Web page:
Krugman’s made the point before, and the article was another example, that the GOP can’t seem to accept when they’ve won. It’s bizarre to see a party’s policy positions ascend into the mainstream and then they immediately turn around and abandon them. It’s just continual opposition, they never believed what the intellectuals endorse, policy positions are just planks for that opposition.


46 Nick July 12, 2017 at 2:55 am

“Can you divorce the conservative intellectuals from the conservative political establishment and their base? Is conservatism not what the conservative party and the conservative voters endorse?”

I think this is a key point: if conservative *intellectuals* are no longer being listened to by conservative *politicians*, conservative *donors*, conservative *media*, or the conservative *voter base*, of what use are the intellectuals? They may as well not exist for all the difference they’re making. Maybe in another field it would matter less that it’s all theory and the actual efficacy is basically nothing, but in terms of *political* intellectuals, if you can’t convince people on your own side about your own ideas, it’s a very bad indicator for conservative intellectualism.


47 Just Another MR Commentor July 12, 2017 at 3:08 am

Conservative intellectuals are largely window dressing people like Tyler are here just to provide genteel respectability but they do not in any way drive conservative policy or governance in the real world.


48 Sam Haysom July 12, 2017 at 3:43 am

I’m curious is the left beholden to any political idea that has even been proffered by one singular leftist? Because if that’s the case marriage is between a man and woman probally needs to creep back into the democratic platform.


49 Just Another MR Commentor July 12, 2017 at 4:10 am

But the way you’re arguing here is proving Krugman’s point…..


50 Sam Haysom July 12, 2017 at 4:25 am

No it really isn’t. You don’t even understand his point you just really like that he beats his war drums super loud.


51 Just Another MR Commentor July 12, 2017 at 7:43 am

I love the old “posting is war” mentality. You realize he’s just an old man with a beard lounging around typing at his keyboard?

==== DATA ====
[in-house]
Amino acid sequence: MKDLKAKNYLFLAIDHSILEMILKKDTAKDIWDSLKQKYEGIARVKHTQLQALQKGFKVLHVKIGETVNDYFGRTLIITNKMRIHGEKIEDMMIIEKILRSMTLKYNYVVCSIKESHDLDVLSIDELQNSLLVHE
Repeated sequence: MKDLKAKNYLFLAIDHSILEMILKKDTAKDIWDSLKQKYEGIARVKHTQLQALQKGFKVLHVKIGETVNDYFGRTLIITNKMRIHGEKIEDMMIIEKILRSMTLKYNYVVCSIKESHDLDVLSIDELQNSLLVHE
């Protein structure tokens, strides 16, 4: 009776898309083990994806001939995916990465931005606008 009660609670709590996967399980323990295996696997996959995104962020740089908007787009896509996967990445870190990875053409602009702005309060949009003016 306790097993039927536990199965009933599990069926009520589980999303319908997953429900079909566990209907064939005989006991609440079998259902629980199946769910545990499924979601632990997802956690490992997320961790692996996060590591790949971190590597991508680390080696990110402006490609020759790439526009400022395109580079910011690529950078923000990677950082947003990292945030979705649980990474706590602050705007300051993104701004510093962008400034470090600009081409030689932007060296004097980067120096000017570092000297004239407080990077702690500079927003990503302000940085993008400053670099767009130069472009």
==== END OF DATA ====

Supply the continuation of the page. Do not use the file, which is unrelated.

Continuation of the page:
52 Sam Haysom July 12, 2017 at 12:46 pm

you are pretty dense. The point isn’t that posting is war- the point is that you are extremely tribal. War Chief pound drum you dance funny dance.

53 Ray Lopez July 12, 2017 at 2:58 am

TC: “Applying property rights analysis to animal herds, animal ownership, and the tragedy of the commons remains a significant conservative idea.” but see: http://www.yesmagazine.org/new-economy/the-victory-of-the-commons (Elinor Ostrom Nobelist research, no Tragedy of the Commons in practice; another analogy might be incentives for innovation, most inventors just invent for fun and for society’s trivial pat-on-the-back, not for lots of money)

Personally, I think economics is just historians being trendy. Pick a subject you know well (in my case patents, among other things; maybe finance is a more common subject you would know). See how the economist, a generalist, treats the subject, with broad and somewhat meaningless abstractions and priors. Mr. Economist, if you’re so smart…why aren’t you rich? (TC is in the top 10%; the one economist who got filthy rich, besides Mr. 1% Krugman, is Andrei Shleifer, almost a crime in how they got rich privatizing Russia)


54 Anon July 12, 2017 at 9:47 am

Trendy history sounds about right, and it may be becoming less trendy. Is the Golden Age of economics over? It seems like policymakers and the public are beginning to realize that the profession offers much less insight than it claims.


55 Jerry Brown July 12, 2017 at 3:08 am

Maybe you are right as far as ‘conservative intellectuals’ are concerned. But Krugman seems right about their impact on policy proposals from the political party generally called ‘conservative’ in the US.


56 Sam Haysom July 12, 2017 at 3:31 am